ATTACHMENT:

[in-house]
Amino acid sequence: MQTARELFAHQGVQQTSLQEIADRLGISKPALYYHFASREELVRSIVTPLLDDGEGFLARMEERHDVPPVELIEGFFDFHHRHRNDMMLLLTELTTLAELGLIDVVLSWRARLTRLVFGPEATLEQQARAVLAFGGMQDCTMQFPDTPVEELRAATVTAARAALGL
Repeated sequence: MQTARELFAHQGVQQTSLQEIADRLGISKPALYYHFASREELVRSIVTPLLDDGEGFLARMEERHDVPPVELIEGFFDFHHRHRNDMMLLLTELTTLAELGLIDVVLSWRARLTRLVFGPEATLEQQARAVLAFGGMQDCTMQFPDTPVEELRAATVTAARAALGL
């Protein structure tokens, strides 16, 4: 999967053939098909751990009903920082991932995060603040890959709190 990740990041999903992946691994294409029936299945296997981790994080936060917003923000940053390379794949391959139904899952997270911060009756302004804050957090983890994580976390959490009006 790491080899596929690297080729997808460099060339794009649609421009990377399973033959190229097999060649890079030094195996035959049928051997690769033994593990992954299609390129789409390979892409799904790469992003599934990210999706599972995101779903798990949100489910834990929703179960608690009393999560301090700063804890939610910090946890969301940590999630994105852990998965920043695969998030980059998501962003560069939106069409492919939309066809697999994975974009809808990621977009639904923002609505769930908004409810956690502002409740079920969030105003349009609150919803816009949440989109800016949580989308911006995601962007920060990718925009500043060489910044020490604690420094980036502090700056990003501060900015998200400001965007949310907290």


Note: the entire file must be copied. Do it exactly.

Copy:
[in-house]
Amino acid sequence: MQTARELFAHQGVQQTSLQEIADRLGISKPALYYHFASREELVRSIVTPLLDDGEGFLARMEERHDVPPVELIEGFFDFHHRHRNDMMLLLTELTTLAELGLIDVVLSWRARLTRLVFGPEATLEQQARAVLAFGGMQDCTMQFPDTPVEELRAATVTAARAALGL
Repeated sequence: MQTARELFAHQGVQQTSLQEIADRLGISKPALYYHFASREELVRSIVTPLLDDGEGFLARMEERHDVPPVELIEGFFDFHHRHRNDMMLLLTELTTLAELGLIDVVLSWRARLTRLVFGPEATLEQQARAVLAFGGMQDCTMQFPDTPVEELRAATVTAARAALGL
């Protein structure tokens, strides 16, 4: 999967053939098909751990009903920082991932995060603040890959709190 990740990041999903992946691994294409029936299945296997981790994080936060917003923000940053390379794949391959139904899952997270911060009756302004804050957090983890994580976390959490009006 790491080899596929690297080729997808460099060339794009649609421009990377399973033959190229097999060649890079030094195996035959049928051997690769033994593990992954299609390129789409390979892409799904790469992003599934990210999706599972995101779903798990949100489910834990929703179960608690009393999560301090700063804890939610910090946890969301940590999630994105852990998965920043695969998030980059998501962003560069939106069409492919939309066809697999994975974009809808990621977009639904923002609505769930908004409810956690502002409740079920969030105003349009609150919803816009949440989109800016949580989308911006995601962007920060990718925009500043060489910044020490604690420094980036502090700056990003501060900015998200400001965007949310907290």